- International Center for Research on Women (ICRW)
- International Civil Society Action Network (ICAN)
- International Foundation for Electoral Systems (IFES)
- International Research and Exchanges Board (IREX)
- Institute for State Effectiveness (ISE)
- Peace X Peace
- Promundo – U.S.
- Protect the People
- Stockholm International Peace Research Institute North America (SIPRI North America)
- Strategy for Humanity
- United Nations Association of the National Capital Area
- U.S. National Committee of UN Women
- Vital Voices Global Partnership
- Women Enabled, Inc.
- Women in International Security (WIIS)
- Women, Peace & Security Resources
- Women’s Action for New Directions (WAND)
- Women’s Refugee Commission
- The Center for Gender and Peacebuilding – U.S. Institute of Peace
December 3, 2013
Congressional Staff Briefing – Creating Sustainable Peace and Security: The Need for Inclusivity in Syria and Afghanistan
Members of the U.S. Civil Society Working Group on Women, Peace & Security in conjunction with Congresswoman Niki Tsongas (D-MA) hosted a panel discussion on the need to include women and ensure implementation of the U.S. National Action Plan on Women, Peace & Security. In particular, this discussion focused on the Afghan and Syrian contexts.
August 30, 2013
Legislative Subcommittee Meeting with Mac Tolar, Military Legislative Council in Congresswoman Roby’s Office (R-AL)
Members of the Legislative Subcommittee met with Mr. Tolar to discuss potential co-sponsorship of the Women, Peace & Security Act.
August 29, 2013
Consultation with Creative Associates International
Members of the CSWG met with Charito Kruvant, President and CEO of Creative Associates International; Johanna Mendelson-Forman, Senior Associate, Americas Program, Center for Strategic and International Studies; and Michelle Hughes, Founder, President, and Chief Executive Officer; VALRAC Innovation, LLC. The purpose of this meeting was to get insight from the Working Group regarding a new publication – Strategic Blindness: Women in Community Development.
August 23, 2013
Legislative Subcommittee Meeting with Wyndee Parker, Foreign Affairs Policy Advisor to Leader Nancy Pelosi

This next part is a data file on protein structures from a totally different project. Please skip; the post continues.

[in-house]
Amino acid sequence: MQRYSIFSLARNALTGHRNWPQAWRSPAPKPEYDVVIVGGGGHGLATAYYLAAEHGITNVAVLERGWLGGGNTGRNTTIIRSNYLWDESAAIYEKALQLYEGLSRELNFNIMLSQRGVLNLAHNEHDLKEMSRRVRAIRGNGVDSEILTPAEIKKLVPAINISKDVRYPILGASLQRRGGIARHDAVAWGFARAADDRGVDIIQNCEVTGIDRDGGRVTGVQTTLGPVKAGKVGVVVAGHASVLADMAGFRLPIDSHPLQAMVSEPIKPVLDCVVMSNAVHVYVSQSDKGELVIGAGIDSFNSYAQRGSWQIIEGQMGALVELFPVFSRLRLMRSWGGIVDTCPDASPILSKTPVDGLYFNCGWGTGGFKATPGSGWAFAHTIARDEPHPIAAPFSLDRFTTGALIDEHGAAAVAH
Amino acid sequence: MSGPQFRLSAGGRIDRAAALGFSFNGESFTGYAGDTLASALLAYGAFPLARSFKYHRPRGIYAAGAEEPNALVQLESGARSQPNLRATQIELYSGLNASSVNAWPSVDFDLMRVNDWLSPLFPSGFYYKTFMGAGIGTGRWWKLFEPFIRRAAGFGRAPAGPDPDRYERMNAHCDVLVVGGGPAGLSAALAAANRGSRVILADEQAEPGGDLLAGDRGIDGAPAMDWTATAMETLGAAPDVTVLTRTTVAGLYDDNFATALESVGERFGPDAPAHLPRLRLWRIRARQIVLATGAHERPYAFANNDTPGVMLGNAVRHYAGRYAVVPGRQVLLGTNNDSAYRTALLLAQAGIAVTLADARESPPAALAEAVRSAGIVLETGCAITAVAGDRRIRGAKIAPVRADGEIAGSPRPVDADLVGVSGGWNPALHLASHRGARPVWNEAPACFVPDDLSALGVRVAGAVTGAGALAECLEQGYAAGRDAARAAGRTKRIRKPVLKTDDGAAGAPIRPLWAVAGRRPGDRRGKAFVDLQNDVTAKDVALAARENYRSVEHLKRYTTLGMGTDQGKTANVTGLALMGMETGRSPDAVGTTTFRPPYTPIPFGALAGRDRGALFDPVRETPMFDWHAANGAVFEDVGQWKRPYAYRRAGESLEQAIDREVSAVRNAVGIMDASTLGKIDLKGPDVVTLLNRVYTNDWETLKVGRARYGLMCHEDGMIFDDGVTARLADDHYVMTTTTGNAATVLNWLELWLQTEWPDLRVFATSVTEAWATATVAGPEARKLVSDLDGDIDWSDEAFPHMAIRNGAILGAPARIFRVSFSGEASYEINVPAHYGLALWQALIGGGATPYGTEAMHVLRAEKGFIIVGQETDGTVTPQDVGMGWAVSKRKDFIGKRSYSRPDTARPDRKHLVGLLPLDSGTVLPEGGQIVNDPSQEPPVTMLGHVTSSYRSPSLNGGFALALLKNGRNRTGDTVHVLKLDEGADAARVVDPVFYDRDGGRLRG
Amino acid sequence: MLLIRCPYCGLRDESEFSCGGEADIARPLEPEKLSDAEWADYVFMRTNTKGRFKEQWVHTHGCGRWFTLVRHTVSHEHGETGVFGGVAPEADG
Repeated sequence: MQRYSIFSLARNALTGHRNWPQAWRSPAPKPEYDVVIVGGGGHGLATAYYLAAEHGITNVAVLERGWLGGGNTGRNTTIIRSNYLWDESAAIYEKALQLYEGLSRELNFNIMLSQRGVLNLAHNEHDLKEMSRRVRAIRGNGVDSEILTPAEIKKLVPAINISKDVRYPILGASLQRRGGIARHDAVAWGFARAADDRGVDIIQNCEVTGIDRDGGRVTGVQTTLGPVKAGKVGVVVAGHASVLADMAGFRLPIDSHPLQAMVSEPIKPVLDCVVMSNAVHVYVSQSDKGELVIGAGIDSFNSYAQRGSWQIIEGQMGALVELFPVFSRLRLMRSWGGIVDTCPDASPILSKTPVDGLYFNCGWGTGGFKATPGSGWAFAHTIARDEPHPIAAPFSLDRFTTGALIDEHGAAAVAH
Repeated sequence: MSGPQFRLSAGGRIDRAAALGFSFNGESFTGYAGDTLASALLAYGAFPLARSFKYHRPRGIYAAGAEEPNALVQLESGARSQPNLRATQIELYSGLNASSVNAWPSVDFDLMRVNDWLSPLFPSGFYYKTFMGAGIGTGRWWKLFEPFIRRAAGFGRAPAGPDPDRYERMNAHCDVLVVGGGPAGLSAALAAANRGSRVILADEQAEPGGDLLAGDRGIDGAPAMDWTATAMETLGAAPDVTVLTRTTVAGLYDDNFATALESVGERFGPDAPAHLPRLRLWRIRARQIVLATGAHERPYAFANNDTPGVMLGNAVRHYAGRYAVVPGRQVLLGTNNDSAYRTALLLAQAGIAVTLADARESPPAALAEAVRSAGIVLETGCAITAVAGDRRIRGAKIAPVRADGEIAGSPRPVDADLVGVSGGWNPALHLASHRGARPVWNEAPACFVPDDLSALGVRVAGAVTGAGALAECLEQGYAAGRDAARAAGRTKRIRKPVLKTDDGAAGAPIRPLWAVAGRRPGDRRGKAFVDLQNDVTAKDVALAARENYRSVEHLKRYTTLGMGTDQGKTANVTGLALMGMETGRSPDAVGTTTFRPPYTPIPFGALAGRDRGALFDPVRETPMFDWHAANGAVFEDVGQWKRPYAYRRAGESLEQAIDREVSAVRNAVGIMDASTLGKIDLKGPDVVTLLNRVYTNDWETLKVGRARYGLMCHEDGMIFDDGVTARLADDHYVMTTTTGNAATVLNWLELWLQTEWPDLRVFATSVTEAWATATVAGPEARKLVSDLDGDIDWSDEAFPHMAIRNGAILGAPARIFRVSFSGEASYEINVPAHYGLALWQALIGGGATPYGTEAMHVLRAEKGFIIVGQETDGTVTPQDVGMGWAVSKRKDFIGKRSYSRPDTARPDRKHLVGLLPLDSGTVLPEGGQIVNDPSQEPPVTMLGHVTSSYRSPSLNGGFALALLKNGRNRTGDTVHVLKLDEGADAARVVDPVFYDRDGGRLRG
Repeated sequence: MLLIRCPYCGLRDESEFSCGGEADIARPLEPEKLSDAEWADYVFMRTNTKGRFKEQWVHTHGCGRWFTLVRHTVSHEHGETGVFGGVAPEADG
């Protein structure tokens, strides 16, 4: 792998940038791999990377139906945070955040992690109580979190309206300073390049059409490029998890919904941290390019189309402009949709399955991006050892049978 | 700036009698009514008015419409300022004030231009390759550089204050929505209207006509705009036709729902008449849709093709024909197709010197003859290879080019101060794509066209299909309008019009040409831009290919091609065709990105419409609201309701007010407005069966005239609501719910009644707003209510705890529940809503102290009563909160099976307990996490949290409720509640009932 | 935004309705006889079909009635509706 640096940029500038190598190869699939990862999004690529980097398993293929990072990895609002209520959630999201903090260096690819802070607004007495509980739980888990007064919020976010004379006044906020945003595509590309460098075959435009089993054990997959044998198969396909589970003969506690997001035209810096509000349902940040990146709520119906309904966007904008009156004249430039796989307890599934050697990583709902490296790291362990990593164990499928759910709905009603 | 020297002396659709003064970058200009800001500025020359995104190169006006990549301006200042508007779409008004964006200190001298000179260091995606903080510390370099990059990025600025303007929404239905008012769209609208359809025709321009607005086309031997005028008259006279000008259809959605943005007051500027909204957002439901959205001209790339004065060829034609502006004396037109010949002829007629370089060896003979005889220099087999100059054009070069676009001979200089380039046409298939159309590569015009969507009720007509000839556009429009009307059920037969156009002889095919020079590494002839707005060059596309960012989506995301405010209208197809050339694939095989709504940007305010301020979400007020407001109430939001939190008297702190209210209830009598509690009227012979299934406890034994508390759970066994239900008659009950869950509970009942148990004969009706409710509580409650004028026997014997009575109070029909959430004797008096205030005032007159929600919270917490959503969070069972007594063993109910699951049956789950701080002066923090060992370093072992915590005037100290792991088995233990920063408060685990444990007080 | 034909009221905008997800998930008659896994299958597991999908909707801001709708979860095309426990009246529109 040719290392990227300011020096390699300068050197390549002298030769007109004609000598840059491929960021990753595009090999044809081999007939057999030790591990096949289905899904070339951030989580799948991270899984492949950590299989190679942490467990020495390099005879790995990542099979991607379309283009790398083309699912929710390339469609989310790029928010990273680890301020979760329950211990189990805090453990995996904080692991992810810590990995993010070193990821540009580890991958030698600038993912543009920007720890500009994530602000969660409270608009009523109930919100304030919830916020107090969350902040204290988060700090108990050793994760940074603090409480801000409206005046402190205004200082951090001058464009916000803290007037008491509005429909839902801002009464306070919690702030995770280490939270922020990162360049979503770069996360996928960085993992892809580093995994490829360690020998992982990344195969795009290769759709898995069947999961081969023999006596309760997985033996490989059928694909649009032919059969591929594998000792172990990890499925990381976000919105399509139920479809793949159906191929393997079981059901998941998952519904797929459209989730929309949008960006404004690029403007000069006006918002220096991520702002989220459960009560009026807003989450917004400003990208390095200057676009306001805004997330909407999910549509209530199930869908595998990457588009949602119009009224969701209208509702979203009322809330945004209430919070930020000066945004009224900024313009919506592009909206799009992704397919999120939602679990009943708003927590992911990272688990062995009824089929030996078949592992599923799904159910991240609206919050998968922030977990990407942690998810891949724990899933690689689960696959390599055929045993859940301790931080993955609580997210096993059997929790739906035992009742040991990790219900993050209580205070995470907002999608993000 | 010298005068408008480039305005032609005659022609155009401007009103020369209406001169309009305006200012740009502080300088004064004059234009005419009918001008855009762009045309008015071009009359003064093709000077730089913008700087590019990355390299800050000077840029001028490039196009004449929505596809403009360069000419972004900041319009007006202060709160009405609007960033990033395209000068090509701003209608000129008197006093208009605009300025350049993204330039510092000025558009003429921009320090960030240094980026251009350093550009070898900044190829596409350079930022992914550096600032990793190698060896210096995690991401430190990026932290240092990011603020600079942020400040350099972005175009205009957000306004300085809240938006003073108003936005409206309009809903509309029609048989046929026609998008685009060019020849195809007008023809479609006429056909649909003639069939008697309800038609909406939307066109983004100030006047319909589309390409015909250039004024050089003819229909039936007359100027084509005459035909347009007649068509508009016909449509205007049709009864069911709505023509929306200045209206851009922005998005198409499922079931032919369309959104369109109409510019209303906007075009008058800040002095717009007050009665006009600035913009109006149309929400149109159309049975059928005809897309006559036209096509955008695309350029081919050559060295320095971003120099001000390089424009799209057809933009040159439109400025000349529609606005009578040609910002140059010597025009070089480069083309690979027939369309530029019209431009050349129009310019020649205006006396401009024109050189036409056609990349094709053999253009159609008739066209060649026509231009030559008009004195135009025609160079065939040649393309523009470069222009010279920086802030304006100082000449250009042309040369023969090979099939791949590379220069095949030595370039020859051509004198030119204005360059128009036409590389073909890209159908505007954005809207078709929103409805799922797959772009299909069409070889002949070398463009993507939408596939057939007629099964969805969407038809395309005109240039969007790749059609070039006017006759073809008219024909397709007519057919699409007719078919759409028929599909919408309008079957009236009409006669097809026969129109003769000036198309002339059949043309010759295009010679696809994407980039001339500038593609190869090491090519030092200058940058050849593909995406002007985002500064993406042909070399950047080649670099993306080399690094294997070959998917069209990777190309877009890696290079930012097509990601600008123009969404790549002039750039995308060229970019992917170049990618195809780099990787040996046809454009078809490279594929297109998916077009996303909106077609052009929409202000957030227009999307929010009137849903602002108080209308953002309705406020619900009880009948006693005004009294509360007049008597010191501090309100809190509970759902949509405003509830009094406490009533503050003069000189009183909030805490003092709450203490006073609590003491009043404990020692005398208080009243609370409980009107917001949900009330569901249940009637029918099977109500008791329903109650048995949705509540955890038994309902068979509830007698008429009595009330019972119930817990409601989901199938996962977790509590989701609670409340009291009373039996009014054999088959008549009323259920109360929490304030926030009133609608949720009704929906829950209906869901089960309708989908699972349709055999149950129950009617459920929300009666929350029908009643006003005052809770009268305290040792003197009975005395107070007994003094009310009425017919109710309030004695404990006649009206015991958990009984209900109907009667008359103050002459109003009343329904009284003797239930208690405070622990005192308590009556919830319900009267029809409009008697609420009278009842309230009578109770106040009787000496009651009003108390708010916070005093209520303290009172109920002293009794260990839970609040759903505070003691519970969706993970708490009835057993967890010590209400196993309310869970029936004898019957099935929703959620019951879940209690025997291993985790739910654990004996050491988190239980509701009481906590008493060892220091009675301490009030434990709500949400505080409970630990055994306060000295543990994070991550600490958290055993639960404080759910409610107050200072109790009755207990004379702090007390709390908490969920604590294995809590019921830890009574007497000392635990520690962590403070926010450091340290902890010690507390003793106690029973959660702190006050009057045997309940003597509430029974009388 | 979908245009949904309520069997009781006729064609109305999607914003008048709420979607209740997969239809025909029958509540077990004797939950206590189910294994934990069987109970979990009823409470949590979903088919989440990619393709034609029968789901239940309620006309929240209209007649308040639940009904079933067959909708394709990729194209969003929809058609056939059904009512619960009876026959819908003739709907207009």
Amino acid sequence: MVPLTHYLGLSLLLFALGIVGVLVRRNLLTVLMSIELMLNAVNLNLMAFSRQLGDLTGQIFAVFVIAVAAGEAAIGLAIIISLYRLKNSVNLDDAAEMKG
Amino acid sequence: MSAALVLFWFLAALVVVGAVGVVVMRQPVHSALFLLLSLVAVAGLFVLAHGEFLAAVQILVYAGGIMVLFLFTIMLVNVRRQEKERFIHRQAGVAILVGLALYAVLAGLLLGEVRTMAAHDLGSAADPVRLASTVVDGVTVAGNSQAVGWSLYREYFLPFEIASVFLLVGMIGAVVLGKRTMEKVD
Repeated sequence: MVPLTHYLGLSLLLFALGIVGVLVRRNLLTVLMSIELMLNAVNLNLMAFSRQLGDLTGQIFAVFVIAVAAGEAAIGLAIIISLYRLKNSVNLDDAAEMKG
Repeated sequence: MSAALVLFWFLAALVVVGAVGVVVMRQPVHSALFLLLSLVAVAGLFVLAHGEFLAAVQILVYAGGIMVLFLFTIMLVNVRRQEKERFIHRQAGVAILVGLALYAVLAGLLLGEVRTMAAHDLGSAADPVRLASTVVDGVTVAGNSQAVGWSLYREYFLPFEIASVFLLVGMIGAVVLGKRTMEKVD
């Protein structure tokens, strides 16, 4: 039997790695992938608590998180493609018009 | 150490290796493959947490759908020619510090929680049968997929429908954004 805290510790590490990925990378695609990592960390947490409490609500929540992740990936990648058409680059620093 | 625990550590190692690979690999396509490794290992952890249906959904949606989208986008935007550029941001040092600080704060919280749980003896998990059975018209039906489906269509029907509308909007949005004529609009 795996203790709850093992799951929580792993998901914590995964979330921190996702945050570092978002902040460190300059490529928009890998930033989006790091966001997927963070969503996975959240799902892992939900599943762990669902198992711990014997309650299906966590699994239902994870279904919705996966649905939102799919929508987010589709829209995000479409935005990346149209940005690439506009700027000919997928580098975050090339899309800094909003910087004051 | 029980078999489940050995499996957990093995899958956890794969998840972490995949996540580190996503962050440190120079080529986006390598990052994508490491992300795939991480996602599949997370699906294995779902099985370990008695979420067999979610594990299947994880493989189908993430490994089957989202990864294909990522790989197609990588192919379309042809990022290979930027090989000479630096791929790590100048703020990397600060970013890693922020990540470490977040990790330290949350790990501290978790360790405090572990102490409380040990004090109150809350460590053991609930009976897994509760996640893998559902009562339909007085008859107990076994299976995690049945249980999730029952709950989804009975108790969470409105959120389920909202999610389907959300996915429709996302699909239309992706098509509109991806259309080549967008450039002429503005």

Members of the Legislative Subcommittee met with Ms. Parker to discuss next steps for Leader Pelosi’s office regarding the Women, Peace & Security Act.
May 30, 2013
Consultation with Representatives of the Embassy of the Netherlands
Members of the CSWG met with Mirjam Krijnan, First Secretary (political), and Joseph Hoenen, Coordinator on Women, Peace & Security; to discuss the development of the U.S. National Action Plan; the role of the U.S. Civil Society Working Group on Women, Peace & Security vis-à-vis the U.S. Government implementation of the U.S. National Action Plan; and how the U.S. National Action Plan can be used to coordinate policy approaches to current crises.
May 22, 2013
Meeting with Dr. Valerie Hudson
Members of the CSWG met with Dr. Valerie Hudson, professor at Texas A & M and expert on international security and foreign policy analysis, to discuss the growing emphasis on women in U.S. foreign policy.
April 30, 2013
Consultation with the U.S. Department of State
A discussion with the CSWG to include civil society voices in a Department of State response to the UN Secretary General’s Report on Sexual Violence in Conflict (SVC), released March 14, 2013.
April 16, 2013
Consultation with the European External Action Service
A discussion to share lessons learned on U.S. NAP implementation as well as on the ground experience from civil society organizations working in transitioning countries such as Syria and Egypt.